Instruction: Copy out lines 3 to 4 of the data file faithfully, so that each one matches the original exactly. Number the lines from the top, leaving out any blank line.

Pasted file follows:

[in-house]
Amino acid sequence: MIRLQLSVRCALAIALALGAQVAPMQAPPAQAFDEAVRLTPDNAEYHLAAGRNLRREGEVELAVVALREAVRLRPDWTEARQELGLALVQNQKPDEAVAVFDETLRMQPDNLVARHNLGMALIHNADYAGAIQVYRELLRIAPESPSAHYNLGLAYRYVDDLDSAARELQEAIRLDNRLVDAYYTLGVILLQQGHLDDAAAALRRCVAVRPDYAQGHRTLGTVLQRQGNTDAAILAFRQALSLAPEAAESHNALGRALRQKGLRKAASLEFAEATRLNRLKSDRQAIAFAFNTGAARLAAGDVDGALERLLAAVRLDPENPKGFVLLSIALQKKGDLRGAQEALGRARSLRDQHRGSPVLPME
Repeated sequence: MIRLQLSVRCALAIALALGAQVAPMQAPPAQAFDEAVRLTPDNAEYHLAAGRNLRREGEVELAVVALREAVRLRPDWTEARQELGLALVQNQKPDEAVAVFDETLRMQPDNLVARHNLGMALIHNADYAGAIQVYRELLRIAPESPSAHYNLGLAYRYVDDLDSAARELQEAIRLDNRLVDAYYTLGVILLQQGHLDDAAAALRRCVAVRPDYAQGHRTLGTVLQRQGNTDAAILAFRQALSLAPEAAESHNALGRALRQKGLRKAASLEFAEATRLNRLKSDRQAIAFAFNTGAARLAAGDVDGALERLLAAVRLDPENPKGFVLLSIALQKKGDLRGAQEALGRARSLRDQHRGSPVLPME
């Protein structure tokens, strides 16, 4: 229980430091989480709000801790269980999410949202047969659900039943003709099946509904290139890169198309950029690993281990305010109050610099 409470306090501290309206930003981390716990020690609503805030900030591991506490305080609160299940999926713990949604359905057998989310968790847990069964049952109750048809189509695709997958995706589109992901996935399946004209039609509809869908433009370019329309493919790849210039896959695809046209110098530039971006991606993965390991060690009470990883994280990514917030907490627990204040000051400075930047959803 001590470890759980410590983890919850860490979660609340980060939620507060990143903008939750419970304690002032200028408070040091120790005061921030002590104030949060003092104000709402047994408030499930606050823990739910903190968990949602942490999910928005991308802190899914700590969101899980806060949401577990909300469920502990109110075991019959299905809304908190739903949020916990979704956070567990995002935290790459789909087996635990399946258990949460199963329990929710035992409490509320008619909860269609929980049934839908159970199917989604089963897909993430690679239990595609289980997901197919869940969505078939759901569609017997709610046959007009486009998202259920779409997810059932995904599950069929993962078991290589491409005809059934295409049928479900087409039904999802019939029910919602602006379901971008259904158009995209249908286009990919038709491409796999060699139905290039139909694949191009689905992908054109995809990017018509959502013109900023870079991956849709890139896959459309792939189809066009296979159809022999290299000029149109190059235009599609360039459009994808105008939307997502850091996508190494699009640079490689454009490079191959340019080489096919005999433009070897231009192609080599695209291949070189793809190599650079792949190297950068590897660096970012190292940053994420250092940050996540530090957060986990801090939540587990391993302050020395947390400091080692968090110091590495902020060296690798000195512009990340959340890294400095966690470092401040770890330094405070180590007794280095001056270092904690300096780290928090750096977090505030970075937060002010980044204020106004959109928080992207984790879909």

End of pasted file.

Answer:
Repeated sequence: MIRLQLSVRCALAIALALGAQVAPMQAPPAQAFDEAVRLTPDNAEYHLAAGRNLRREGEVELAVVALREAVRLRPDWTEARQELGLALVQNQKPDEAVAVFDETLRMQPDNLVARHNLGMALIHNADYAGAIQVYRELLRIAPESPSAHYNLGLAYRYVDDLDSAARELQEAIRLDNRLVDAYYTLGVILLQQGHLDDAAAALRRCVAVRPDYAQGHRTLGTVLQRQGNTDAAILAFRQALSLAPEAAESHNALGRALRQKGLRKAASLEFAEATRLNRLKSDRQAIAFAFNTGAARLAAGDVDGALERLLAAVRLDPENPKGFVLLSIALQKKGDLRGAQEALGRARSLRDQHRGSPVLPME
């Protein structure tokens, strides 16, 4: 229980430091989480709000801790269980999410949202047969659900039943003709099946509904290139890169198309950029690993281990305010109050610099 409470306090501290309206930003981390716990020690609503805030900030591991506490305080609160299940999926713990949604359905057998989310968790847990069964049952109750048809189509695709997958995706589109992901996935399946004209039609509809869908433009370019329309493919790849210039896959695809046209110098530039971006991606993965390991060690009470990883994280990514917030907490627990204040000051400075930047959803 001590470890759980410590983890919850860490979660609340980060939620507060990143903008939750419970304690002032200028408070040091120790005061921030002590104030949060003092104000709402047994408030499930606050823990739910903190968990949602942490999910928005991308802190899914700590969101899980806060949401577990909300469920502990109110075991019959299905809304908190739903949020916990979704956070567990995002935290790459789909087996635990399946258990949460199963329990929710035992409490509320008619909860269609929980049934839908159970199917989604089963897909993430690679239990595609289980997901197919869940969505078939759901569609017997709610046959007009486009998202259920779409997810059932995904599950069929993962078991290589491409005809059934295409049928479900087409039904999802019939029910919602602006379901971008259904158009995209249908286009990919038709491409796999060699139905290039139909694949191009689905992908054109995809990017018509959502013109900023870079991956849709890139896959459309792939189809066009296979159809022999290299000029149109190059235009599609360039459009994808105008939307997502850091996508190494699009640079490689454009490079191959340019080489096919005999433009070897231009192609080599695209291949070189793809190599650079792949190297950068590897660096970012190292940053994420250092940050996540530090957060986990801090939540587990391993302050020395947390400091080692968090110091590495902020060296690798000195512009990340959340890294400095966690470092401040770890330094405070180590007794280095001056270092904690300096780290928090750096977090505030970075937060002010980044204020106004959109928080992207984790879909």